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WTS-Boston congratulates Frederick Salvucci on being selected 2016 Honorable Ray LaHood Award!


WTS-Boston congratulates Frederick Salvucci on being selected 2016 Honorable Ray LaHood Award!

Frederick Salvucci
Senior Lecturer
Massachusetts Institute of Technology

Fred Salvucci is a giant in the field of transportation, not only for his many accomplishments, but also for the extraordinary people whom he nurtured along the way. He served as the Secretary of Transportation for the Commonwealth of Massachusetts in the two Dukakis Administrations, first from 1975 to 1978 and again from 1983 to 1990. Since 1990 he has been a Senior Researcher at the Massachusetts Institute of Technology.

Fred learned early about the benefits and costs of large transportation projects when the state took his grandmother’s home in order to build the Massachusetts Turnpike. This experience affected his approach to transportation projects—he was especially attentive to the impacts on the people directly affected.

Fred brought about major investments in the public transportation infrastructure in Massachusetts. These investments included extensions of the MBTA’s Red Line; and a relocated Orange Line which removed an elevated railway, buried it underground, and provided a linear park along the corridor.  He purchased rail rights-of-way and furthered commuter rail around the state.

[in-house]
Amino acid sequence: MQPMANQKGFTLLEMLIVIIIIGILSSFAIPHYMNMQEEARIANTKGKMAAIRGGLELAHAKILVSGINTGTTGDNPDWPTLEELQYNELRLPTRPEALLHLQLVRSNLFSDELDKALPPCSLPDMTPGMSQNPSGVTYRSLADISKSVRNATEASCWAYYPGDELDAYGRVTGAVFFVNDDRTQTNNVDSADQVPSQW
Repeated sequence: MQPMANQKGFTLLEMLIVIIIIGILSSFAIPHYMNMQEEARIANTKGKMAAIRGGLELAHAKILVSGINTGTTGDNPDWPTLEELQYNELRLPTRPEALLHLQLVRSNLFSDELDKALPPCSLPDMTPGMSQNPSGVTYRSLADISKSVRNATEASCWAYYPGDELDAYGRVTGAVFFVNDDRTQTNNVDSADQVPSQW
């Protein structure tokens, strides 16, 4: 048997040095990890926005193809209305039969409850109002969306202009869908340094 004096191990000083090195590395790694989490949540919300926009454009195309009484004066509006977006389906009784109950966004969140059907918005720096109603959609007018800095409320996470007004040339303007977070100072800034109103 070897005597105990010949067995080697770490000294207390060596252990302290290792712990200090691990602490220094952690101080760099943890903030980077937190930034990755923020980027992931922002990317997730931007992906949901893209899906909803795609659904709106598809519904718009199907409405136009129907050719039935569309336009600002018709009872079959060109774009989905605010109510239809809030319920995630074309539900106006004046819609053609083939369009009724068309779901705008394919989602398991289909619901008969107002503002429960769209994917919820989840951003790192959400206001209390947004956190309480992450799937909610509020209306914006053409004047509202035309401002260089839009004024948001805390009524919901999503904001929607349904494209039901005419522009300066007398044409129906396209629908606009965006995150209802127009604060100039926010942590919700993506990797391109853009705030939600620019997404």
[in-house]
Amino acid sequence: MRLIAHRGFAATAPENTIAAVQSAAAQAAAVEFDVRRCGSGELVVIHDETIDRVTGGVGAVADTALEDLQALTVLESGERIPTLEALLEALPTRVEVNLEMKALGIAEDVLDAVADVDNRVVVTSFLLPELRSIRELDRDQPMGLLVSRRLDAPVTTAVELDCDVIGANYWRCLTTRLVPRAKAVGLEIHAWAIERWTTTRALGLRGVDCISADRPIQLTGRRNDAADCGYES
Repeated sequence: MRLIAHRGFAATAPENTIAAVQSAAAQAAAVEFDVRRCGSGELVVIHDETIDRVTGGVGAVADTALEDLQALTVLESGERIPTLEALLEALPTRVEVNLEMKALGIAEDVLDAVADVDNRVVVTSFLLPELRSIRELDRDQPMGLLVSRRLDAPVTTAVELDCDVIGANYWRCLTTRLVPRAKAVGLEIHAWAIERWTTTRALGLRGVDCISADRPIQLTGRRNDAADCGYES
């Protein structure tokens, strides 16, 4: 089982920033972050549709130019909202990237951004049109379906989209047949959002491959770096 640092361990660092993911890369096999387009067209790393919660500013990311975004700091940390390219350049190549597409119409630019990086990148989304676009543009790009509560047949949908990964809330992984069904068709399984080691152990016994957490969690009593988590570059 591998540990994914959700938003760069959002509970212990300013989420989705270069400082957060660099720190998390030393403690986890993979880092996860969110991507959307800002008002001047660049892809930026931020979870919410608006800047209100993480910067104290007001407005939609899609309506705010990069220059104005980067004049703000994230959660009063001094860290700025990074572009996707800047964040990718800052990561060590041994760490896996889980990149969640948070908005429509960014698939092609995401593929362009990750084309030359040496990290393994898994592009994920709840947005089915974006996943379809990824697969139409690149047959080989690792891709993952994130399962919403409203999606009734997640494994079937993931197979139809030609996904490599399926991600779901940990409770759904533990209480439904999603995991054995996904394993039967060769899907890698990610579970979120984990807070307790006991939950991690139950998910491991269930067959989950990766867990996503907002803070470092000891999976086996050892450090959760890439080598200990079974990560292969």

His most impactful and best known project is the Big Dig, the 14.6 billion dollar highway project in Boston that buried an above-ground expressway, built a third Harbor Tunnel and remade downtown Boston into an even more special city for people to live, walk, and work. Fred’s role was crucial on both state and national levels, creating the vision, persuading politicians, and getting the funds.

Fred had a knack of listening to and appointing women who shared his concern about the human impacts of transportation projects and the need to build coalitions. The women he appointed to prominent positions included Ann Hershfang and Claire Barrett, for whom several WTS-Boston scholarships and awards are named. Another was Jane Garvey, who became Administrator of the Federal Aviation Administration. He hired Kay Gibbs and Sandra Warren, talented diversity advocates who implemented programs to increase diversity at the modal agencies and at private contractors in public construction.

The City of Boston and the Commonwealth of Massachusetts are still benefitting from Fred’s visionary leadership that preserved rail corridors, expanded rail and commuter rail, and built highways that work without destroying neighborhoods. The country has benefitted from the expertise and leadership of many of the women that Fred supported.

Learn about other 2016 award winners.



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